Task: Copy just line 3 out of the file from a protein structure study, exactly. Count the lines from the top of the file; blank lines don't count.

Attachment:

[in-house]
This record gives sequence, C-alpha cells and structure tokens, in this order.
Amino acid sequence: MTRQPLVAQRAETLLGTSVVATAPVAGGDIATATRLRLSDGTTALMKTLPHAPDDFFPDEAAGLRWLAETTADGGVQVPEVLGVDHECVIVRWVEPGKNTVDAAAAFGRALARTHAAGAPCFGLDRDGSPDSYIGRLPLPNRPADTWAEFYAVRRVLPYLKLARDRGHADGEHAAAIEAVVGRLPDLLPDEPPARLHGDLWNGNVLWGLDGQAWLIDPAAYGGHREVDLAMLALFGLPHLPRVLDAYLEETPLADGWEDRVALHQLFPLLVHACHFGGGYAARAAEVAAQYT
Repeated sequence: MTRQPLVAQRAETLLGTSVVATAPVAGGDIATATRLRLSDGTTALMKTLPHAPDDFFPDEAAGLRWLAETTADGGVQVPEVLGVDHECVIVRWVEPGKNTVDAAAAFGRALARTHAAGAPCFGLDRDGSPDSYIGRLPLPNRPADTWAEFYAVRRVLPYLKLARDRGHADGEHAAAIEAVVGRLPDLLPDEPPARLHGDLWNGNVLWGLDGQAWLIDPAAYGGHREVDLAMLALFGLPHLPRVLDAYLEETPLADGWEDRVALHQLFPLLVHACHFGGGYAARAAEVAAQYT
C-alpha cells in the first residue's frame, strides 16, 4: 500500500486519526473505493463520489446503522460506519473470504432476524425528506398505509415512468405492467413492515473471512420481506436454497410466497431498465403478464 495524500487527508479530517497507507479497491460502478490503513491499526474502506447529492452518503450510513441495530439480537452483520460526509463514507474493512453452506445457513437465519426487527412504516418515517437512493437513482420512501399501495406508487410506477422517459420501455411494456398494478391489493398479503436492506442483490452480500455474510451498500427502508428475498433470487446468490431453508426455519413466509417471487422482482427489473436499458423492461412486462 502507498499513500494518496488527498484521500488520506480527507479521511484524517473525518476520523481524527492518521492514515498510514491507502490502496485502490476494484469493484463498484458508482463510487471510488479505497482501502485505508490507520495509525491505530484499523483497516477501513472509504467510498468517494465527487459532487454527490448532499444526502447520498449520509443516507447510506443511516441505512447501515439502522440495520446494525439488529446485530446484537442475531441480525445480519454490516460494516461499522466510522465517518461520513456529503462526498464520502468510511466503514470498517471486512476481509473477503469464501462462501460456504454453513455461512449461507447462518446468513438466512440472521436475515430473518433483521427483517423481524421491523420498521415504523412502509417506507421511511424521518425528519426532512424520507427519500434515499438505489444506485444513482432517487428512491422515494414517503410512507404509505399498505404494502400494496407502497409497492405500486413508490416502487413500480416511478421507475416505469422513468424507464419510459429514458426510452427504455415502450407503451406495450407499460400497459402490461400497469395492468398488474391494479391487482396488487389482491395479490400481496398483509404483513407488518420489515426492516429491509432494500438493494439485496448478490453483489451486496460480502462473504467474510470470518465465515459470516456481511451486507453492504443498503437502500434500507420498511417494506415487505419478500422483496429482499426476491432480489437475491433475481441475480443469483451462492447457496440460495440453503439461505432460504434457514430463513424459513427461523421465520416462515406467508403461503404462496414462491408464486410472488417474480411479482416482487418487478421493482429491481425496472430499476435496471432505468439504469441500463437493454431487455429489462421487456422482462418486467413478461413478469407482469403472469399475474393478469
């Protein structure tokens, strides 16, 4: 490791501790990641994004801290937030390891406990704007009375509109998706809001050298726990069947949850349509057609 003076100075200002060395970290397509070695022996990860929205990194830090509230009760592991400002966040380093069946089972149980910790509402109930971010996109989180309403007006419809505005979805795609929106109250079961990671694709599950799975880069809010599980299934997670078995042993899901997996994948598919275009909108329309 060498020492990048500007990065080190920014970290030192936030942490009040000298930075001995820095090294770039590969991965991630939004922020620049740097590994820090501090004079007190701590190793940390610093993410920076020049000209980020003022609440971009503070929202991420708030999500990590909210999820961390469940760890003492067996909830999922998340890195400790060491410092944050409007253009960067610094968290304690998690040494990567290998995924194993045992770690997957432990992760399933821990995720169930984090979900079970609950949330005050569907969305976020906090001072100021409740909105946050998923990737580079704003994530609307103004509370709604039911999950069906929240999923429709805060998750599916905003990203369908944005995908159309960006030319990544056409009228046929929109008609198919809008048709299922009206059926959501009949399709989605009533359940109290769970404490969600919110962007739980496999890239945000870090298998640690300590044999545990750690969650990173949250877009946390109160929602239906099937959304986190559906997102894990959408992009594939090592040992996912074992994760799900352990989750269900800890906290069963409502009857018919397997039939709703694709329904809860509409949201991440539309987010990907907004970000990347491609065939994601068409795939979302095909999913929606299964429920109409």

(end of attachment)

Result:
Amino acid sequence: MTRQPLVAQRAETLLGTSVVATAPVAGGDIATATRLRLSDGTTALMKTLPHAPDDFFPDEAAGLRWLAETTADGGVQVPEVLGVDHECVIVRWVEPGKNTVDAAAAFGRALARTHAAGAPCFGLDRDGSPDSYIGRLPLPNRPADTWAEFYAVRRVLPYLKLARDRGHADGEHAAAIEAVVGRLPDLLPDEPPARLHGDLWNGNVLWGLDGQAWLIDPAAYGGHREVDLAMLALFGLPHLPRVLDAYLEETPLADGWEDRVALHQLFPLLVHACHFGGGYAARAAEVAAQYT